Ironically, The U.S. Criticizes The Philippines’ War On Drugs For Targeting The Poor
President Duterte thinks that the United States has no right to criticize the violent drug policies in the Philippines that currently target poor people.
A bloody drug war in the Philippines has drawn significant concerns both within the country and internationally. A new survey shows that most Filipinos believe the war on drugs unfairly targets an exclusively poor demographic.The survey, which asked 1,200 Filipinos questions about the country’s war on drugs, was conducted by Social Weather Stations (SWS), a nonprofit social research institution.
President Rodrigo Duterte instituted a crackdown on drugs just over a year ago. The result has been the death of about 3,800 people, though many believe the body count is much higher. Other sources say the death count is over 7,000 people. Activists and human rights groups in the country think that the police are acting corruptly, and waging an unnecessary war based on a political agenda.
60 percent of respondents to the SWS survey believe that the war on drugs exclusively targets poor drug dealers.
The result of this controversy has been an international backlash, and in September during the United Nations Human Rights Council in Geneva, 38 countries—mostly Western nations—supported a call for Duterte to put a stop to the deadly drug war. Duterte believes these countries are hypocritical for taking a stance against the drug war in the Philippines, while similar policies have been enacted in Western nations like the United States, who was among the signatories.
The situation indeed strikes a resemblance to the war on drugs in the United States, which was originally waged by President Richard Nixon.
John Ehrlichman, Nixon’s Domestic Policy Advisor later admitted, “We knew we couldn’t make it illegal to be either against the war or black, but by getting the public to associate the hippies with marijuana and blacks with heroin. And then criminalizing both heavily, we could disrupt those communities.”
More recently, President Trump has promised to crack down on “the menace of rising crime,” to appeal to his base with key phrases that have long been used as a dog whistle for instituting policies that disproportionately target the country’s poor and minority groups.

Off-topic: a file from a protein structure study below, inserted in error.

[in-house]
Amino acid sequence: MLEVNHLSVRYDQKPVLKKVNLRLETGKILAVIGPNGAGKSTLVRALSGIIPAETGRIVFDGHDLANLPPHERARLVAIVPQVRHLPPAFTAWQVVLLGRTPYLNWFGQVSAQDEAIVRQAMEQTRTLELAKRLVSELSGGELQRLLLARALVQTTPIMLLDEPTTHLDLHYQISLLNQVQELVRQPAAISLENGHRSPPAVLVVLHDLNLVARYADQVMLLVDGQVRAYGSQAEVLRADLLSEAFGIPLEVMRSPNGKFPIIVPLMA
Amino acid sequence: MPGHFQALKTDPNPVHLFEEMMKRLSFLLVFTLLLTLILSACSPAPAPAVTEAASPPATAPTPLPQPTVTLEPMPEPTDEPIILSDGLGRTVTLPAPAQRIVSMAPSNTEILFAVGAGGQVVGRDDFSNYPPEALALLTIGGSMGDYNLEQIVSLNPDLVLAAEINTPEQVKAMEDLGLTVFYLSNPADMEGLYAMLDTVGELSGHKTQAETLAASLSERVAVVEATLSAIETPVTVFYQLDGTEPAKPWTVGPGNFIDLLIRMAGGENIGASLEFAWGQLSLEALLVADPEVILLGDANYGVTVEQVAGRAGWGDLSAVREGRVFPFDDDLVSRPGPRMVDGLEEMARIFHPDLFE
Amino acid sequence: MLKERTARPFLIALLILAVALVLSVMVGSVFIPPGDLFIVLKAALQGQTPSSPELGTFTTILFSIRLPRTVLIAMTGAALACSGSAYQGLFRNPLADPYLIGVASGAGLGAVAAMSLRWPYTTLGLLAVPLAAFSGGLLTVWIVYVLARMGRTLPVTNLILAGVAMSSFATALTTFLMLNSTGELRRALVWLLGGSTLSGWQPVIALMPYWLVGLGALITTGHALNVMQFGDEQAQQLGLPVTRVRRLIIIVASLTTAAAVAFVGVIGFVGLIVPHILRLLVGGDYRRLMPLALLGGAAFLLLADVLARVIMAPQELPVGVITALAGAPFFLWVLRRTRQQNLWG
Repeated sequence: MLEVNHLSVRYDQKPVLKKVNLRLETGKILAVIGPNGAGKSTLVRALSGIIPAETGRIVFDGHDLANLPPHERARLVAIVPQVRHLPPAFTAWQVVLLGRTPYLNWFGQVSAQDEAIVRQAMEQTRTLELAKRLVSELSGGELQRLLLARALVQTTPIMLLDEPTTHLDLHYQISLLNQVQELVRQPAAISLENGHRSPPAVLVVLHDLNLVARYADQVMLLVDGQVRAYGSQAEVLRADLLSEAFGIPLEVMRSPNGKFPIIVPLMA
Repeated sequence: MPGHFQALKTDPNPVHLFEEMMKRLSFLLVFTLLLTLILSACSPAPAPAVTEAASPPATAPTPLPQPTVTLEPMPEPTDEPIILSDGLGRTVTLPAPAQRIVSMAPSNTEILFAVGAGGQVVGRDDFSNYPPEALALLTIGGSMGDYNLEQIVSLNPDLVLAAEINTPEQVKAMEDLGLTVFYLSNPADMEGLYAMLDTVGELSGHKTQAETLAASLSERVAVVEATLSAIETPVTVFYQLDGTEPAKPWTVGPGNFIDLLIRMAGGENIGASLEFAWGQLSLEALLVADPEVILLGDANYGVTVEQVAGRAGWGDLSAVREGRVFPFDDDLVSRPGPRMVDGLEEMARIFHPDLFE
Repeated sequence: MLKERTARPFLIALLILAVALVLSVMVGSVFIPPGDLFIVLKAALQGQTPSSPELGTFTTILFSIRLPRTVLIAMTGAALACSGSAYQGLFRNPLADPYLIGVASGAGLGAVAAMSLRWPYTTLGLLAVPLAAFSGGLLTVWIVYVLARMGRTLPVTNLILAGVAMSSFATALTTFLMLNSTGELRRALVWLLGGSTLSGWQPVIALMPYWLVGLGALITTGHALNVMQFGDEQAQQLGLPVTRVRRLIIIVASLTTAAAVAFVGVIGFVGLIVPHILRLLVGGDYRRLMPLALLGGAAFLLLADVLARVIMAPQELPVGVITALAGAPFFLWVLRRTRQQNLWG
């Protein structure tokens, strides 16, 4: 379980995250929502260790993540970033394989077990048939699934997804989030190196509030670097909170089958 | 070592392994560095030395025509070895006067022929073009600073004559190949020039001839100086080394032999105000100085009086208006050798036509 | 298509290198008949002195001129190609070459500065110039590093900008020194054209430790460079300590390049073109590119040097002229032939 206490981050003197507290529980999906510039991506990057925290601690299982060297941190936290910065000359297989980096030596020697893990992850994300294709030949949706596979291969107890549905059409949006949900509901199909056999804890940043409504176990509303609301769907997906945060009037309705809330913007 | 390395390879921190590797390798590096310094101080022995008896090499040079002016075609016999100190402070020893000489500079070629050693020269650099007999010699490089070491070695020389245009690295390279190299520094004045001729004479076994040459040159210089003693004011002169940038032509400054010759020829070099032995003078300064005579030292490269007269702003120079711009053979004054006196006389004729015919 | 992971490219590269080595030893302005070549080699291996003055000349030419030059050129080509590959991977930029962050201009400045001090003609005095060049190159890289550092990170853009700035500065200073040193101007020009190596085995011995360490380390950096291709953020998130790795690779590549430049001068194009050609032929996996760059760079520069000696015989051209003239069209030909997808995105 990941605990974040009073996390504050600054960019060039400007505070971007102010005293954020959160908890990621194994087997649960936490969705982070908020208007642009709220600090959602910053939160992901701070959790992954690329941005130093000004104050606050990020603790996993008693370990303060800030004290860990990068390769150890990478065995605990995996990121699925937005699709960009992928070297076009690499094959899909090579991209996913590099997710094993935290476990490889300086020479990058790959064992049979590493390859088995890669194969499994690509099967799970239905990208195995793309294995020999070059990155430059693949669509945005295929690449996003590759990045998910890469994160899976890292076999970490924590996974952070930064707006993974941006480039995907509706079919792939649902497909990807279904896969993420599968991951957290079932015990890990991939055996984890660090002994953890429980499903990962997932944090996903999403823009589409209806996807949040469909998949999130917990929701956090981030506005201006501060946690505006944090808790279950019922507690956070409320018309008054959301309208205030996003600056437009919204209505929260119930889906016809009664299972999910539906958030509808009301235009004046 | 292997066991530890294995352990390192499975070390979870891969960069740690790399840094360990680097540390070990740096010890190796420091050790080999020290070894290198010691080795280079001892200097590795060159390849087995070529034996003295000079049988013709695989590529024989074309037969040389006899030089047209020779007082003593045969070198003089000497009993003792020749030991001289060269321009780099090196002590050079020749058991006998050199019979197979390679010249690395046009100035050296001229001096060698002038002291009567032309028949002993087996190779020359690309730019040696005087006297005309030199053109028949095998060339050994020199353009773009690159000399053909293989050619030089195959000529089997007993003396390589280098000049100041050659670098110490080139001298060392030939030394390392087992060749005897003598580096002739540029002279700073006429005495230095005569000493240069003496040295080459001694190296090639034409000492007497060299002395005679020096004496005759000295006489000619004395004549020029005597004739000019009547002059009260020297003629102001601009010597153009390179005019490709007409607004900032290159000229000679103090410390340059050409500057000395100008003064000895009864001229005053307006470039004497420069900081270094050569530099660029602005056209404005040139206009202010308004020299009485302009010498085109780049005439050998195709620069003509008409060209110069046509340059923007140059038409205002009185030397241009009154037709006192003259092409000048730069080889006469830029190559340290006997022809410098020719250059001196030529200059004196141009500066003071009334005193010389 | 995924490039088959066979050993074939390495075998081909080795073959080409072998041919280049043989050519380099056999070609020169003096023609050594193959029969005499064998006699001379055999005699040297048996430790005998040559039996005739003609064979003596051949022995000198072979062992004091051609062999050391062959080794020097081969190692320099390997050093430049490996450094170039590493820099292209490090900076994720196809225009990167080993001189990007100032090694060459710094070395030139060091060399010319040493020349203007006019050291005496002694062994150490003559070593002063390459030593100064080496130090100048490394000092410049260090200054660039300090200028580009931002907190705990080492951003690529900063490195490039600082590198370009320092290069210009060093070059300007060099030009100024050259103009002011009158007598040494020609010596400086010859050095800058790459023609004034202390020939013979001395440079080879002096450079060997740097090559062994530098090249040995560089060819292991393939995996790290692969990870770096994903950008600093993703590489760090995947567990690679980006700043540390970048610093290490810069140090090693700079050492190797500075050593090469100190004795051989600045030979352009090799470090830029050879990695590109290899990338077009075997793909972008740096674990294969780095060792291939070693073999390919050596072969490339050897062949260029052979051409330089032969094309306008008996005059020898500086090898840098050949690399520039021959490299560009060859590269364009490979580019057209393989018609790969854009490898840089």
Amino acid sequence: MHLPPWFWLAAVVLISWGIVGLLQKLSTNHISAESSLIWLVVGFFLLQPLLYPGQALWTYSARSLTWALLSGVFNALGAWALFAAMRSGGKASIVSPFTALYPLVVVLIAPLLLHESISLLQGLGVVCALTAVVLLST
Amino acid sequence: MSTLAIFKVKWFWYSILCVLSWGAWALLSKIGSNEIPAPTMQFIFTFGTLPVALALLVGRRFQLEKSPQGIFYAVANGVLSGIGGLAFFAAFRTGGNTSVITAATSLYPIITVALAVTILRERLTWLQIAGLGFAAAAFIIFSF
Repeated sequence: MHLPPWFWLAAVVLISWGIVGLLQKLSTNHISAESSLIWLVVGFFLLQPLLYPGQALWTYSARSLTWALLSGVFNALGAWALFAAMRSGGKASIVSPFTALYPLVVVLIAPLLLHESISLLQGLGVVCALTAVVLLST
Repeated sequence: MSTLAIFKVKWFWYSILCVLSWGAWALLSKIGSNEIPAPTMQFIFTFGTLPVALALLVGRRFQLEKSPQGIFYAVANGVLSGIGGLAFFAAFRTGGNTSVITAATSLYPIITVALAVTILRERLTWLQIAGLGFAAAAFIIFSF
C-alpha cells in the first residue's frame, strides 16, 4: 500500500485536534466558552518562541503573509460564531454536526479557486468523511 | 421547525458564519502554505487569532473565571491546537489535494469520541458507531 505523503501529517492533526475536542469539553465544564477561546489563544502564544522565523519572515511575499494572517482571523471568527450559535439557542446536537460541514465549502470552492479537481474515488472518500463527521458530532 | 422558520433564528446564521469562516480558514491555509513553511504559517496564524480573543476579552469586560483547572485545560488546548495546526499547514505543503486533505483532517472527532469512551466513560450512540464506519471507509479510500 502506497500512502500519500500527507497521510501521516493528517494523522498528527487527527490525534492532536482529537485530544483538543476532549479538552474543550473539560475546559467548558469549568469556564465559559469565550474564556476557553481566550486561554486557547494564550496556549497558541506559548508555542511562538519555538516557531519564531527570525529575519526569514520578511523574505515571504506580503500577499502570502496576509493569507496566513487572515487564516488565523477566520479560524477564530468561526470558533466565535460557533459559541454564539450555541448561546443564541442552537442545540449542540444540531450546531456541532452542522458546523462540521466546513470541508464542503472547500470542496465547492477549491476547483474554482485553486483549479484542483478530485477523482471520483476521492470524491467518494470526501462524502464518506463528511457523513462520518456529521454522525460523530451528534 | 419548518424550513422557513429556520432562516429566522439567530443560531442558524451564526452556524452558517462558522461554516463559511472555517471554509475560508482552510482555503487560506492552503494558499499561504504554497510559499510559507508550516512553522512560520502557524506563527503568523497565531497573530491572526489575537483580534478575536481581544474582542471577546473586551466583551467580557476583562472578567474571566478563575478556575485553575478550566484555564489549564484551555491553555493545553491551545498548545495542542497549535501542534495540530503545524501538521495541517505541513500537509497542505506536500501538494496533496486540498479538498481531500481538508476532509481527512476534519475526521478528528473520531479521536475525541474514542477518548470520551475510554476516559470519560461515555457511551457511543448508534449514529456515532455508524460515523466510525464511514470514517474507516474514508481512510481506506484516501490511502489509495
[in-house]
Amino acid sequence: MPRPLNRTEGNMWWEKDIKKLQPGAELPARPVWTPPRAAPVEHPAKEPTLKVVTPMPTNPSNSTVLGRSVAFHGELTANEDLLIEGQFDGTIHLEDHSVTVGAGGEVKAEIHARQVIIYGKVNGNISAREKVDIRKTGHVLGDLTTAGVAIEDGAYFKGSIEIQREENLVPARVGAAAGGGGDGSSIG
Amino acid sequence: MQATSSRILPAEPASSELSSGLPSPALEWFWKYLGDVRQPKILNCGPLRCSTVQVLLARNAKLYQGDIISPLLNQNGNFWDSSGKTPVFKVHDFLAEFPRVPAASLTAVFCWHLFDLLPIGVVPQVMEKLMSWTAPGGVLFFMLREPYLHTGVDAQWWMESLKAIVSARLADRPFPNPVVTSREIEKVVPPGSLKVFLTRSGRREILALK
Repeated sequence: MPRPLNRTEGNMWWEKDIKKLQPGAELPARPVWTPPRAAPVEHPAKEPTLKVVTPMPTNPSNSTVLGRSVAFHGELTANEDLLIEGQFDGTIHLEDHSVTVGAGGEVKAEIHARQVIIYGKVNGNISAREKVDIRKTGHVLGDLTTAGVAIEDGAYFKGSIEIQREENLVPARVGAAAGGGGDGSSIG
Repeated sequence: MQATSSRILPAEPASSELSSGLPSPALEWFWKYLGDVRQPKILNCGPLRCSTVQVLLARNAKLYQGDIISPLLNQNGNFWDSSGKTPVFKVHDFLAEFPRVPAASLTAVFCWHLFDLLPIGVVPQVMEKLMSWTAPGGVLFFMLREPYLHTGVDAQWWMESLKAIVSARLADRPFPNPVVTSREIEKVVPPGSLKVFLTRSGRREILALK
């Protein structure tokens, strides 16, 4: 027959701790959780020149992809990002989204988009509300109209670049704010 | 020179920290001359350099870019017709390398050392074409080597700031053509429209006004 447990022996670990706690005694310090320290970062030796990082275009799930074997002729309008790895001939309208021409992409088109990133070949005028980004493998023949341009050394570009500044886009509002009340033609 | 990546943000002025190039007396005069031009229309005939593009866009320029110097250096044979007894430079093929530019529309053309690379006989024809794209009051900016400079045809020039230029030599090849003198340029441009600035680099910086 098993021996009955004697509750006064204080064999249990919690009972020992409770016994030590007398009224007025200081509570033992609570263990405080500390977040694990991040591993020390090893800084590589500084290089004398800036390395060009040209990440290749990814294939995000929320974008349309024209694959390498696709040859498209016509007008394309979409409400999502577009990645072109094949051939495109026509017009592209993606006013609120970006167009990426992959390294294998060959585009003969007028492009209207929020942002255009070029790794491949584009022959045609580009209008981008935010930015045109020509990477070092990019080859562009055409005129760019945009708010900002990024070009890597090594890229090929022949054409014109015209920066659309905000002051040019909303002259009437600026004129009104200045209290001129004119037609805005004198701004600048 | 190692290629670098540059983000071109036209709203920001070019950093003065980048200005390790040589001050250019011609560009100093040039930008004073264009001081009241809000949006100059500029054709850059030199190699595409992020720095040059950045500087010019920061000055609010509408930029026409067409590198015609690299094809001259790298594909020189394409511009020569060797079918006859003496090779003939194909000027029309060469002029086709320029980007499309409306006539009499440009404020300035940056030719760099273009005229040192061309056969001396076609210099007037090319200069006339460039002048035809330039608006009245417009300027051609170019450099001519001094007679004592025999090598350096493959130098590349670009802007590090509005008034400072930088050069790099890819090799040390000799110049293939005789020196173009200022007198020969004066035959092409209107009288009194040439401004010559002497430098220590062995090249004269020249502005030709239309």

“It is ironic that many states joining the statement are the very same states that are the sources of arms, bombs, machines, and mercenaries that maim, kill and massacre thousands of people all over the world, not only during their colonial past but even up to today,” said Maria Teresa Almojuela, Ambassador and Deputy Permanent Representative of the Philippines to the United Nations.
But cases of teenagers being killed by police have alarmed many. And while police claim that these deaths have been the result of the teenagers refusing to cooperate with arrest, almost 50 percent of respondents to the SWS survey were unsure whether this was truly the case or not.
While local polling has demonstrated a broad base of support for President Duterte’s tough on crime policies, particularly within the President’s largely working-class base, the drug war continues to be a major source of disagreement among voters, according to Reuters. Many are simply looking for greater transparency. President Duterte claims to have a file containing the names of 6,000 major drug dealers within the country, which 74 percent of those surveyed by SWS believes should be released to the public. Investigations by Human Rights Watch have found that police have been tampering with evidence to support their efforts.